If you rub elbows with the more analytically-minded fans — those who frequently visit this site definitely do — you have heard a lot about how a certain player may be “lucky” or “unlucky.” One of the primary objectives of advanced metrics is to strip away all of the outside variables that influence our statistics in ordder to isolate the things that a player has direct control over. In doing this, we can more accurately measure his skill.
With the advent of these statistics, we are much better equipped to quantify the luck that is inherent in baseball. It isn’t a new concept — players have been rifling line drives directly to a defender since the game was invented, and they always knew it was just bad luck. But now we have methods to measure that luck, and to estimate the effects of luck over time.
Recently, the most common way to do this was with batting average on balls in play (BABIP), which simply measures the percentage of batted balls that fall in for a hit. Certainly a line drive is more likely to become a hit than a fly ball, but the idea is that over a large enough sample, the line drives and fly balls even out. The league-average BABIP becomes a good measure of what should happen when a ball is put in play and, combined with line drive rates, can paint a decent picture of a player’s luck.
And that system is fine. It is far from perfect, as most stats are, but it does give us a general sense of whether a player has been lucky, unlucky, or somewhere in between. However, now that fans have access to Statcast data, there are new and more accurate ways to quantify the effects of luck.
Among other things, Statcast measures the speed of a batted ball (exit velocity) and the trajectory (launch angle) as it leaves the bat. With this data, each batted ball is assigned a percentage based on how often comparable balls have become hits in the past. If a player rifles a line drive directly to a defender, we can now definitively say that similarly struck balls are a hit X% of the time, and the player was indeed unlucky. Or if a soft ground ball finds a hole, we know how lucky the hitter was.
Using the same methodology, each batted ball can be assigned an expected Run Value. Over time, those run values add up to give us a clearer picture of a player’s luck. Expected wOBA (xwOBA) does exactly that, and it tells us what a player’s weighted on-base average (wOBA) should be based on the batted ball data combined with real-world walks, strikeouts, etc. It’s the same concept as using BABIP in that we are removing defense from the equation, but now we base it on empirical data on the quality of contact, instead of the actual outcomes.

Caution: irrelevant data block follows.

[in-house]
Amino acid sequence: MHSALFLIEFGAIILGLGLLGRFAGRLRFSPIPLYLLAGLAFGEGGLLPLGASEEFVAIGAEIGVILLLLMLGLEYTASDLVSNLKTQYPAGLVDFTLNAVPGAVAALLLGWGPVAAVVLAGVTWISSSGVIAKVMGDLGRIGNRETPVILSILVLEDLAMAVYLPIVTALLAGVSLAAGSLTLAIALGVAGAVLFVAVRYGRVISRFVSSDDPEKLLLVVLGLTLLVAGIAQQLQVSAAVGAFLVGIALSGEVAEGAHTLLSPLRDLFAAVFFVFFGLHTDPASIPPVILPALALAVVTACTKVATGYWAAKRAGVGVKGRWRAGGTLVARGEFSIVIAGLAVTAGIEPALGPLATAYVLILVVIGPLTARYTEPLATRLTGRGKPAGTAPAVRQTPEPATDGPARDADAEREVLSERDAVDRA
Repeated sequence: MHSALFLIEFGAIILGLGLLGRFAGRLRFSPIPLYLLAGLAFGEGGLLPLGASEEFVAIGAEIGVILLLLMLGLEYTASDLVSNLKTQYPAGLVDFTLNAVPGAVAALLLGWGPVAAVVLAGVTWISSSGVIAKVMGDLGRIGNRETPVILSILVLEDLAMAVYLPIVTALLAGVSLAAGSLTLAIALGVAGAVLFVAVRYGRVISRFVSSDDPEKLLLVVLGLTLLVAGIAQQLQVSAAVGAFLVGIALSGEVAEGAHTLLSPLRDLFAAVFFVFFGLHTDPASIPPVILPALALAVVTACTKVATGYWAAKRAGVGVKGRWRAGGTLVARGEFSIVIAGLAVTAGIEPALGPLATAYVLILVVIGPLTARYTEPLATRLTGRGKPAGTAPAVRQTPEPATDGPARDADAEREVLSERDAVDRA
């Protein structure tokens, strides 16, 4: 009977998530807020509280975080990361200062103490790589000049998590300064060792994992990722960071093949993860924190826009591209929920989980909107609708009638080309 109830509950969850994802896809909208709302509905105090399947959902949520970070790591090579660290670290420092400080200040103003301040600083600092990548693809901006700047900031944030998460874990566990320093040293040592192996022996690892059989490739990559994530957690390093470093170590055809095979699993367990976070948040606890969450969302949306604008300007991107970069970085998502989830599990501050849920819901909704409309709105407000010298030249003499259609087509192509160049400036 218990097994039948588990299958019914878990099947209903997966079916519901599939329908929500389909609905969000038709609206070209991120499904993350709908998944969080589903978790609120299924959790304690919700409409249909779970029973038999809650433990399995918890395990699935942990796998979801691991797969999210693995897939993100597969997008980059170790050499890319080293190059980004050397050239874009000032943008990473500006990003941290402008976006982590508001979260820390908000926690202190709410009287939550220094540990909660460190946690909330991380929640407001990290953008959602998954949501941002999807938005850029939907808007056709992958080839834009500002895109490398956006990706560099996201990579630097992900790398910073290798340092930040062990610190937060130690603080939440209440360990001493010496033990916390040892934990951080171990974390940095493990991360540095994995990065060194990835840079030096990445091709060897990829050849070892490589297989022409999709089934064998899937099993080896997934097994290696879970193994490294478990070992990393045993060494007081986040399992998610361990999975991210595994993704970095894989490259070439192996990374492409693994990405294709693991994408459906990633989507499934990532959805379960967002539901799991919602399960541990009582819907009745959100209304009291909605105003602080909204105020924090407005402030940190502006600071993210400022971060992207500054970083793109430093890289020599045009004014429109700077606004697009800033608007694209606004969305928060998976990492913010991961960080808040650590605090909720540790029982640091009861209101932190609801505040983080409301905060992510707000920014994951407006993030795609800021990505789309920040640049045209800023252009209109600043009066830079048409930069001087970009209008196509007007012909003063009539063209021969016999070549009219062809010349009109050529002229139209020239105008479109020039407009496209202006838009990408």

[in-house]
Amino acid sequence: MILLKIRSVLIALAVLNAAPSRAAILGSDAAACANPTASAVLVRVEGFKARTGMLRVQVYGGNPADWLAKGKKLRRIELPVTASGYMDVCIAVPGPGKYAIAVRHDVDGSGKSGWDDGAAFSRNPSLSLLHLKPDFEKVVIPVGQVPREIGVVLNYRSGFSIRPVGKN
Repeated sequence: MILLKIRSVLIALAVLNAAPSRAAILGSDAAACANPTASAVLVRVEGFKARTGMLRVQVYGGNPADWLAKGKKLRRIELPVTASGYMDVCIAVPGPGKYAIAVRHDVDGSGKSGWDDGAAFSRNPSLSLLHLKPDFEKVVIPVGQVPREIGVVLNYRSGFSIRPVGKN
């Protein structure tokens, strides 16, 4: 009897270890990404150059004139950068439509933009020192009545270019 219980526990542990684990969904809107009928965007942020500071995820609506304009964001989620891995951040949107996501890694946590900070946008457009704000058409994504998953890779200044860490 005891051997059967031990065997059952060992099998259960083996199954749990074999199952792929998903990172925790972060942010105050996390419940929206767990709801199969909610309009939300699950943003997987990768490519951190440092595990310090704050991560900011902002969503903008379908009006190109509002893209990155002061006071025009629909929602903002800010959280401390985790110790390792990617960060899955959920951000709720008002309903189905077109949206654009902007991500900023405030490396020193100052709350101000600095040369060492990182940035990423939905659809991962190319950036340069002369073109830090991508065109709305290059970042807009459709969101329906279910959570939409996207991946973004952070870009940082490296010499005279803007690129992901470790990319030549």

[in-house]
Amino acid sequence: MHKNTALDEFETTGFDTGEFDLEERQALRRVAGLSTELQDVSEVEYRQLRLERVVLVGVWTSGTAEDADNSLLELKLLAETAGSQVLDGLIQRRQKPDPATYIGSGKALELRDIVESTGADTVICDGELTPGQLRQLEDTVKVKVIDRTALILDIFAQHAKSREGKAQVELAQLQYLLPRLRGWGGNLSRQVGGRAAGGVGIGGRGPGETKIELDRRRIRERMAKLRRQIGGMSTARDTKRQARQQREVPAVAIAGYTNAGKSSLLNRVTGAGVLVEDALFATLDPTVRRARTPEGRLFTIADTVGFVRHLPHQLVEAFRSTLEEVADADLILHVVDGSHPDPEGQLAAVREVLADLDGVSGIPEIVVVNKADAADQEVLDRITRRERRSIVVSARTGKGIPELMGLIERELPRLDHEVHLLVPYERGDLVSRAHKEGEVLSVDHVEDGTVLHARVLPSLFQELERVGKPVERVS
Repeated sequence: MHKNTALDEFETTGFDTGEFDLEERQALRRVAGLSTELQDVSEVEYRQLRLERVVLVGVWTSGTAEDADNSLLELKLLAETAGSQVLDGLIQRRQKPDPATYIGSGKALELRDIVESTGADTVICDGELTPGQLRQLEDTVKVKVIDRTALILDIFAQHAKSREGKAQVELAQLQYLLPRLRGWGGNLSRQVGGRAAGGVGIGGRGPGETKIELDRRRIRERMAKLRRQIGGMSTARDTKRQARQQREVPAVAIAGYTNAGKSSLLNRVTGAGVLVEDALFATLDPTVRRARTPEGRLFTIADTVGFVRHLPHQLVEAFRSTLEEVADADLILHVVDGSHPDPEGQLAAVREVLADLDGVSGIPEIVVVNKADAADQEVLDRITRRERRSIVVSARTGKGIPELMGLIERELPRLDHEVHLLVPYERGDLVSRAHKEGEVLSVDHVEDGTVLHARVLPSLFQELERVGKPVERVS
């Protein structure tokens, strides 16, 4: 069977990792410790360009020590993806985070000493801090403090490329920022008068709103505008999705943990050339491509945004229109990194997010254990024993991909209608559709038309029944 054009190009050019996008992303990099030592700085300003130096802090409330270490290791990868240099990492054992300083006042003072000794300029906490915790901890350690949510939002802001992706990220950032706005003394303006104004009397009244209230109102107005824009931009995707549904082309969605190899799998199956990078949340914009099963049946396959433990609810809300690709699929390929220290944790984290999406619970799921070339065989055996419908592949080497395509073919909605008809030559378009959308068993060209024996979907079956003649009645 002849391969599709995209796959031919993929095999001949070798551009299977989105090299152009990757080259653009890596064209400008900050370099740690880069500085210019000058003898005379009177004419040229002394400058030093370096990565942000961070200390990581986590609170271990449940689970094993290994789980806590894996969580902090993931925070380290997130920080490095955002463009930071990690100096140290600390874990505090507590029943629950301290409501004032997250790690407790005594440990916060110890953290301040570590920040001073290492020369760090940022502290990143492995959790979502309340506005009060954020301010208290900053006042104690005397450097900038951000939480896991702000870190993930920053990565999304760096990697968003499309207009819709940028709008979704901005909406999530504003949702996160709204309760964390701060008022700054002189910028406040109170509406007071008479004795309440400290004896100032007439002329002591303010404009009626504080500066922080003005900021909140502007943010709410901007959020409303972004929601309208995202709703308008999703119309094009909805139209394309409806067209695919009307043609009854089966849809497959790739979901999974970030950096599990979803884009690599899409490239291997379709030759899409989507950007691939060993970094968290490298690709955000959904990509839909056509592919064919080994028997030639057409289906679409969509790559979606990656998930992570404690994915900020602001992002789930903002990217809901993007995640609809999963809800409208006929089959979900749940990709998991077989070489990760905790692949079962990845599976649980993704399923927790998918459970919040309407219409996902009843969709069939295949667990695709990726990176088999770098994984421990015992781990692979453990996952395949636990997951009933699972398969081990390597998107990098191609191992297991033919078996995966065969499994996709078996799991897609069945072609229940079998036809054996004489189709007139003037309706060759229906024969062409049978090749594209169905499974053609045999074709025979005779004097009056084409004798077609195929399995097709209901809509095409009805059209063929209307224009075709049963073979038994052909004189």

xwOBA is as prone to inaccuracy in small samples as any other stat, but with most teams having reached the quarter-season mark, we are starting to see some reliable trends. If you find the difference between each player’s xwOBA and their real-world wOBA, you can create a leaderboard of baseball’s most unlucky hitters.
The top of the leaderboard is packed with Detroit Tigers. Nick Castellanos, Miguel Cabrera, and Alex Avila lead the league in xwOBA-wOBA, each by at least 13 points over fourth-place. Castellanos has been particularly unlucky, as his fourth-ranked 50.9 percent hard-hit rate has resulted in only a .695 OPS. According to xwOBA, Castellanos has been hitting the ball well enough to be 40 percent more productive than an average hitter, yet his results have been 10 percent below average.
Cabrera’s 85-point differential ranks second in the league, coincidentally the same position he found himself at the end of the 2016 season. Last year, Cabrera posted a 152 wRC+ and received MVP votes for the 14th consecutive, but he could have been even better. According to xwOBA he hit the ball better than anyone in baseball (again), including the American League MVP, Mike Trout.
Third-place in bad luck, and leading the league in overall xwOBA, is Avila. He currently boasts the fifth-highest wRC+ in the league, and it should be even higher. A lot higher. Avila leads the league in hard hit rate at 57.8 percent, and ranks second in line drive rate. When he isn’t crushing the ball, he has been drawing a walk in 40 percent of his remaining plate appearances, too. It’s hard to imagine a way for Avila to have done better with his limited playing time.
And of course, ranking seventh on our leaderboard is the reason why Avila’s playing time is limited. As the Tigers’ primary catcher, James McCann is hitting only .196, providing a prime example for why batting average is severely limited in measuring offensive value. McCann has only managed 19 hits in his 112 trips to the plate, but seven of them were home runs. Ranking 20th in line drive rate and 21st in hard-hit rate, he isn’t making quite the same ridiculous contact as Avila or Castellanos, but he has been hitting the ball well enough to be a top-five hitter among catchers.
Flipping the leaderboard upside-down shows that the Tigers’ lack any hitters on the “lucky” side of the ledger. Andrew Romine ranks as the Tigers’ luckiest hitter with an xwOBA only four points below his actual figure. Without running the numbers, it’s safe to say that the Tigers have been the unluckiest offense in the league thus far, yet they still rank third in the AL in runs per game. If more of their batted balls start falling for hits the way they should — not to mention the terrifying return of J.D. Martinez — opposing pitchers better look out.